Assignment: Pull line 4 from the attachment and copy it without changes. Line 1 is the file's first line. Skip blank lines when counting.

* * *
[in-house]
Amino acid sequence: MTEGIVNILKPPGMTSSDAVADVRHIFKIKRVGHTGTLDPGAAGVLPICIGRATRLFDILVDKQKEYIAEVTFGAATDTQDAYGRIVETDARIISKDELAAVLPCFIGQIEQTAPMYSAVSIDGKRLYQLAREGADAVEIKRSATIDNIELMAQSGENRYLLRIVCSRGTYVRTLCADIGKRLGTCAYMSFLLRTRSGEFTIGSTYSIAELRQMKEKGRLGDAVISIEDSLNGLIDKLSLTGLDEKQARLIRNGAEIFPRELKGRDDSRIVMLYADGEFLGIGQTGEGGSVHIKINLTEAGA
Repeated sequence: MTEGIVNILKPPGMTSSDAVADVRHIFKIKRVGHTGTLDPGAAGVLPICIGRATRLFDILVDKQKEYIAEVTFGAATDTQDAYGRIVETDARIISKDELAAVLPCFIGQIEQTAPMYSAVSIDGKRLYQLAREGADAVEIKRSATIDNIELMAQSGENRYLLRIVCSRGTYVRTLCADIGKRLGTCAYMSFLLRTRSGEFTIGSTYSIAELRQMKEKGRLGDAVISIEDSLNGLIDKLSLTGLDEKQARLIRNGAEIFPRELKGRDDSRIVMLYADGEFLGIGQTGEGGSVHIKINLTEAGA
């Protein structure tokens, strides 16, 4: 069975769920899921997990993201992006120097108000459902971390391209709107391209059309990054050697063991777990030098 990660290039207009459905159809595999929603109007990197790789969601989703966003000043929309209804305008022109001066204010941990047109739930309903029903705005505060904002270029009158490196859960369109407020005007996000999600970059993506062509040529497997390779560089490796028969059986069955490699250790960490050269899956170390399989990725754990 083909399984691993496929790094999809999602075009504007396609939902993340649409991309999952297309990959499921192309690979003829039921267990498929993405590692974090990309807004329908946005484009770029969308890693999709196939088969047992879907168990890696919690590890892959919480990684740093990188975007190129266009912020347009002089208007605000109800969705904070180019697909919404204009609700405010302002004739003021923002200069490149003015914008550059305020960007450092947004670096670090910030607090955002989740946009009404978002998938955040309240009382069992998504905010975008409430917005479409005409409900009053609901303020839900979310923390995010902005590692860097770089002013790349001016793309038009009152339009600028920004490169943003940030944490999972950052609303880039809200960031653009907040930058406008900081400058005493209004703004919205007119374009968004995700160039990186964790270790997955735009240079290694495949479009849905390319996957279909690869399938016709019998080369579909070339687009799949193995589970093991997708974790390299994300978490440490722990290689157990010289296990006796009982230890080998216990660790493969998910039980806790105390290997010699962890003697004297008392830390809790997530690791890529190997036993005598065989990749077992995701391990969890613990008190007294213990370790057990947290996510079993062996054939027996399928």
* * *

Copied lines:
């Protein structure tokens, strides 16, 4: 069975769920899921997990993201992006120097108000459902971390391209709107391209059309990054050697063991777990030098 990660290039207009459905159809595999929603109007990197790789969601989703966003000043929309209804305008022109001066204010941990047109739930309903029903705005505060904002270029009158490196859960369109407020005007996000999600970059993506062509040529497997390779560089490796028969059986069955490699250790960490050269899956170390399989990725754990 083909399984691993496929790094999809999602075009504007396609939902993340649409991309999952297309990959499921192309690979003829039921267990498929993405590692974090990309807004329908946005484009770029969308890693999709196939088969047992879907168990890696919690590890892959919480990684740093990188975007190129266009912020347009002089208007605000109800969705904070180019697909919404204009609700405010302002004739003021923002200069490149003015914008550059305020960007450092947004670096670090910030607090955002989740946009009404978002998938955040309240009382069992998504905010975008409430917005479409005409409900009053609901303020839900979310923390995010902005590692860097770089002013790349001016793309038009009152339009600028920004490169943003940030944490999972950052609303880039809200960031653009907040930058406008900081400058005493209004703004919205007119374009968004995700160039990186964790270790997955735009240079290694495949479009849905390319996957279909690869399938016709019998080369579909070339687009799949193995589970093991997708974790390299994300978490440490722990290689157990010289296990006796009982230890080998216990660790493969998910039980806790105390290997010699962890003697004297008392830390809790997530690791890529190997036993005598065989990749077992995701391990969890613990008190007294213990370790057990947290996510079993062996054939027996399928």